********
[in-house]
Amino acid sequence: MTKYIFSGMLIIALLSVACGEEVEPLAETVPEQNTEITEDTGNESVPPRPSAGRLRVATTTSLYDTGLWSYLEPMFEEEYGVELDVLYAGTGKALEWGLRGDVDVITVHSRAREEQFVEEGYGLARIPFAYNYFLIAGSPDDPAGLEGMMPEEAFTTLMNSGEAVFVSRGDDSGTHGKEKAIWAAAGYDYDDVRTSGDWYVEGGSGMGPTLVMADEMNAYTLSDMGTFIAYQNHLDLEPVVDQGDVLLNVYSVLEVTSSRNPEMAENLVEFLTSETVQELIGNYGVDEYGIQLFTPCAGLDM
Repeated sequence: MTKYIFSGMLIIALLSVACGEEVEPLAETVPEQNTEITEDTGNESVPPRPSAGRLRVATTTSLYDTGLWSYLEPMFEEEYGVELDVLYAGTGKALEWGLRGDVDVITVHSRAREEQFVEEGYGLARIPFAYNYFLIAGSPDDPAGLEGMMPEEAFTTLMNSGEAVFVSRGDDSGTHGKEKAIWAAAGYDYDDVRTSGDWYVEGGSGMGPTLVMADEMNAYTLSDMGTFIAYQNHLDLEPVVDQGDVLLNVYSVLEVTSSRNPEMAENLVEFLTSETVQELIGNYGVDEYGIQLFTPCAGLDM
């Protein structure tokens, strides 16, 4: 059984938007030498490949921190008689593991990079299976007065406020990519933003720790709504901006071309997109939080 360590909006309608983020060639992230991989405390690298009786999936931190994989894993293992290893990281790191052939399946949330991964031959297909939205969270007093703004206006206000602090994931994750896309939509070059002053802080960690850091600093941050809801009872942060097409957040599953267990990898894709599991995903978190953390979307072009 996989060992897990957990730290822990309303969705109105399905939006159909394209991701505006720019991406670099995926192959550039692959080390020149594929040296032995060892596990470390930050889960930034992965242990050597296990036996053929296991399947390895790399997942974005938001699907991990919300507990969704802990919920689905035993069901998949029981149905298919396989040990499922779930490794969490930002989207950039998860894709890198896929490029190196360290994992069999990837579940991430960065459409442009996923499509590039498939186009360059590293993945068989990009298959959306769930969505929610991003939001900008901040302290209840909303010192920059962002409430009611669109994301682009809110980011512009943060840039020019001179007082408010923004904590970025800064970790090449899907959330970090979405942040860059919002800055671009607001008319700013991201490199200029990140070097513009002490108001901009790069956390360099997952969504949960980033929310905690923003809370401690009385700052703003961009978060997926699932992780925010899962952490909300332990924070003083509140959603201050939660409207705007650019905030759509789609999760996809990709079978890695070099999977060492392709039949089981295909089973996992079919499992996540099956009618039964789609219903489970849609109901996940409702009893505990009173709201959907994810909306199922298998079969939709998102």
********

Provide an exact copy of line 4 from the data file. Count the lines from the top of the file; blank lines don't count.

């Protein structure tokens, strides 16, 4: 059984938007030498490949921190008689593991990079299976007065406020990519933003720790709504901006071309997109939080 360590909006309608983020060639992230991989405390690298009786999936931190994989894993293992290893990281790191052939399946949330991964031959297909939205969270007093703004206006206000602090994931994750896309939509070059002053802080960690850091600093941050809801009872942060097409957040599953267990990898894709599991995903978190953390979307072009 996989060992897990957990730290822990309303969705109105399905939006159909394209991701505006720019991406670099995926192959550039692959080390020149594929040296032995060892596990470390930050889960930034992965242990050597296990036996053929296991399947390895790399997942974005938001699907991990919300507990969704802990919920689905035993069901998949029981149905298919396989040990499922779930490794969490930002989207950039998860894709890198896929490029190196360290994992069999990837579940991430960065459409442009996923499509590039498939186009360059590293993945068989990009298959959306769930969505929610991003939001900008901040302290209840909303010192920059962002409430009611669109994301682009809110980011512009943060840039020019001179007082408010923004904590970025800064970790090449899907959330970090979405942040860059919002800055671009607001008319700013991201490199200029990140070097513009002490108001901009790069956390360099997952969504949960980033929310905690923003809370401690009385700052703003961009978060997926699932992780925010899962952490909300332990924070003083509140959603201050939660409207705007650019905030759509789609999760996809990709079978890695070099999977060492392709039949089981295909089973996992079919499992996540099956009618039964789609219903489970849609109901996940409702009893505990009173709201959907994810909306199922298998079969939709998102």